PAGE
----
Weight Loss

Walking “Teabag” Style a Great (and Silly!) Way to Approach New Year’s Fitness Resolutions

Seventy-one percent of people resolve to improve their diet for the new year. The next most popular resolutions are to exercise more and to lose weight. But by February, almost 80% of people have already dropped their resolutions. It can be daunting to take on a lifestyle shift if you don’t have a plan. A realistic plan, at that. If your resolution is to improve diet and increase exercise (maybe with the end-goal being weight loss, but also to increase strength), promising to head to the gym at 4 a.m. every single day for a two-hour sweat-session will likely not work. You will burn out and before you know it, one day skipped turns into two, then three. . .

The good news? There’s still 20% of people that hold onto their resolutions beyond February, and one of those people can be you! You might have to modify the approach, but you can make positive adjustments to your lifestyle, guaranteed. No gimmicks. Just realistic, slow progression and shifts. Read our post on 7 tips to help you keep your resolution.

Walking is one great way to start, and it is no more difficult than initially adding in a five-minute walk around the neighborhood for the first week. If you can’t head outdoors, walk around your home, or even walk in place. Then make it seven minutes the next week. Gradually work your way towards more time, longer distances, and a quicker pace. Any increase in activity is great- but the ultimate goal is to reach 30 minutes, 5 days a week, of moderate-intensity aerobic activity a week.

Moderate-intensity aerobic activity includes “Anything that gets your heart beating faster” according to the U.S. Department of Health and Human Service’s Physical Activity Guidelines for Americans. An easy way to measure your level of activity is the “talk test”. The American Heart Association (AHA) explains that, when doing moderate exercise, you should be breathing harder than if you were inactive, yet still be able to speak.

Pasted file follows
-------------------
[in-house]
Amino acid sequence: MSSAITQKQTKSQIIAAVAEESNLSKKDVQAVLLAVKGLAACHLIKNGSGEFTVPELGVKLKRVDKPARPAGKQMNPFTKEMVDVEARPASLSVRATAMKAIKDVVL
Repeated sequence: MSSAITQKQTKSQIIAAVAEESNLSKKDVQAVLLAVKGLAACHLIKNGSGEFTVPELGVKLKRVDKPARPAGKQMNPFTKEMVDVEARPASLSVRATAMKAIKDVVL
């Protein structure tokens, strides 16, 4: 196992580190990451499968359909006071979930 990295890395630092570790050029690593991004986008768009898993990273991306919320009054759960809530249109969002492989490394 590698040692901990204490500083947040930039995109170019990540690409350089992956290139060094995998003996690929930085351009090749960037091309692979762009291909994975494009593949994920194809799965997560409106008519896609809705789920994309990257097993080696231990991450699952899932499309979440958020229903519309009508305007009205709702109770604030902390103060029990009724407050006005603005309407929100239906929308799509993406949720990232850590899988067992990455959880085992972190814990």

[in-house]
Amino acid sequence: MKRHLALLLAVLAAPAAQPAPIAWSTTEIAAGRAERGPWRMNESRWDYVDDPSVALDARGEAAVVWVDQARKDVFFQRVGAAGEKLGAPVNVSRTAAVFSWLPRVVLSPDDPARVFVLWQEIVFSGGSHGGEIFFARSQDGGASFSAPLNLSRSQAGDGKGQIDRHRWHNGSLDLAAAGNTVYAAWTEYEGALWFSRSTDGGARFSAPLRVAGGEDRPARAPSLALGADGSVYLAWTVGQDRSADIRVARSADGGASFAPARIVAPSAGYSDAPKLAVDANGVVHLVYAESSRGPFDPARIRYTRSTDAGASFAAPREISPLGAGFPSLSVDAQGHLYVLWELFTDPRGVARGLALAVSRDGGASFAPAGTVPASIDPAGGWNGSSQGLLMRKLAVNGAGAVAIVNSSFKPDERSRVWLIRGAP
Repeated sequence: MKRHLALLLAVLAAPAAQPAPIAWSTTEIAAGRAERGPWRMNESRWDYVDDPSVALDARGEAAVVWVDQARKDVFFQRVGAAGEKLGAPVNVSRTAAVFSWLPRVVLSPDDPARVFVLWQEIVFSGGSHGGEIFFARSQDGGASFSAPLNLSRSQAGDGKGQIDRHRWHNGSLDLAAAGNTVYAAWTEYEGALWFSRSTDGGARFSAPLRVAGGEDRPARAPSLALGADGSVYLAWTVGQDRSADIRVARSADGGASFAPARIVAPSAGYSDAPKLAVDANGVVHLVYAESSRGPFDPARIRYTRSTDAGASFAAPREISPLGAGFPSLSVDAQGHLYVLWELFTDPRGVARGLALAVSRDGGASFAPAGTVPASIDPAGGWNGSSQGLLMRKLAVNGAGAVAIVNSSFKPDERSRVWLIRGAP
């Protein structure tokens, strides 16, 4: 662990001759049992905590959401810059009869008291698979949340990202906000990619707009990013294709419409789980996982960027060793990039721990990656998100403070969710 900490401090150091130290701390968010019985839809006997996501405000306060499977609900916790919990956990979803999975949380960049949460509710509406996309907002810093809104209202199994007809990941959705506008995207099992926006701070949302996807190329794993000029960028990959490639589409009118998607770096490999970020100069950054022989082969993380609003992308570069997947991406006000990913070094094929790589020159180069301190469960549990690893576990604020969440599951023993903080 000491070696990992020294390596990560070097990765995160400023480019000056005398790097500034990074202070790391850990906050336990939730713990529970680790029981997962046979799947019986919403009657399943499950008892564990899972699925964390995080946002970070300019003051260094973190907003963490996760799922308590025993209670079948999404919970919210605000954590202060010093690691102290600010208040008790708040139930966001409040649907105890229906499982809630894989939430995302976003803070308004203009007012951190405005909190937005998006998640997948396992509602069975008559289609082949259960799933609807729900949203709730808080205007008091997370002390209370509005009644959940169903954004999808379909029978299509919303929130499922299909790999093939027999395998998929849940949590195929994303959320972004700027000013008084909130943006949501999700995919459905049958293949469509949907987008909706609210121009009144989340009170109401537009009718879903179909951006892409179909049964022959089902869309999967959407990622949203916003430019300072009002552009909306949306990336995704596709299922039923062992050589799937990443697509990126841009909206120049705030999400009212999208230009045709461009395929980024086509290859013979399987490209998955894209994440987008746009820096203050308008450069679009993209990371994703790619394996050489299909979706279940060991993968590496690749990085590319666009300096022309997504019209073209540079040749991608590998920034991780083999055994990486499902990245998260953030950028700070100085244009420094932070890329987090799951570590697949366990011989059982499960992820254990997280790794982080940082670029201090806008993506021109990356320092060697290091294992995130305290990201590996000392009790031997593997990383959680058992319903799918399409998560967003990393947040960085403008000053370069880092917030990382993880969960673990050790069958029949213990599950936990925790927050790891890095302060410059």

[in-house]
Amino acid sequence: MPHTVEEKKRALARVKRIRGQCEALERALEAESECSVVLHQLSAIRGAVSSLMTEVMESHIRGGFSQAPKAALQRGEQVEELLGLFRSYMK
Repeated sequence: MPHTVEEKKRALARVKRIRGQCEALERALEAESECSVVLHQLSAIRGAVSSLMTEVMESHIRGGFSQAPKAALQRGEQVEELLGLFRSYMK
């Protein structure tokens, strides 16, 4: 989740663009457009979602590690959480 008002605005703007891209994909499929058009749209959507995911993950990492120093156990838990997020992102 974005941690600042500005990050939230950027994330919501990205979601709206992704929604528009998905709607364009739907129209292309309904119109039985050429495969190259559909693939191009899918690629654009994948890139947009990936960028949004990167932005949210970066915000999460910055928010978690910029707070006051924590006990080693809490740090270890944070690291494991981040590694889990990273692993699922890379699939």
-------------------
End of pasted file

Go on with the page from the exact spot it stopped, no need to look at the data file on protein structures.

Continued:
But to start the year off on a light note- on that first walk, make it extra fun! Improving your health, after all, is a reason to celebrate.

A study released in the Christmas issue of BMJ measured energy expenditures in people when they walked with a normal gait versus “Tea Bag” style, of Mr. Teabag and Mr. Putey, acted by John Cleese and Michael Palin in the 1971 Monty Python Ministry of Silly Walks sketch (see the video below).

Height and body weight were measured, and each participant was shown a video of the Ministry of Silly Walks sketch before performing three walking trials, each lasting five minutes, around an indoor 30-meter course.

In the first trial, researchers had participants walked in their usual style at a freely chosen pace. For the next two trials, participants were asked to recreate, to the best of their ability, the walks of Mr. Teabag and Mr. Putey that they had seen in the video.

Average speed, oxygen uptake, energy expenditure, and intensity were all measured. The researchers found that only the Teabag walk resulted in a significantly greater energy expenditure- about 2.5 times that of usual walking. It pays to be silly!

The researchers explained that walking inefficiently, as in the Teabag style, could increase cardiorespiratory fitness, reduce mortality risk, and would require no extra time commitment because it replaces movement adults already do with higher energy physical activity.

Of course, not everybody is able to recreate the Teabag style due to health conditions, but the study does reveal that energy expenditure can be increased by making your walk more “inefficient”. Try adding in some high steps, make some longer strides, (carefully) walk backwards briefly, and so on.

The researchers concluded, “”Our analysis of the energy consumed during different styles of walking seeks to empower people to move their own bodies in more energetic—and hopefully joyful—ways,” they write. And what better way to start off a new year, than with a promise to ourselves to improve our health with increase physical activity, a more mindful approach to what we consume, and an overall healthier lifestyle.

Happy New Year, from all of us at Courtney Medical Group!






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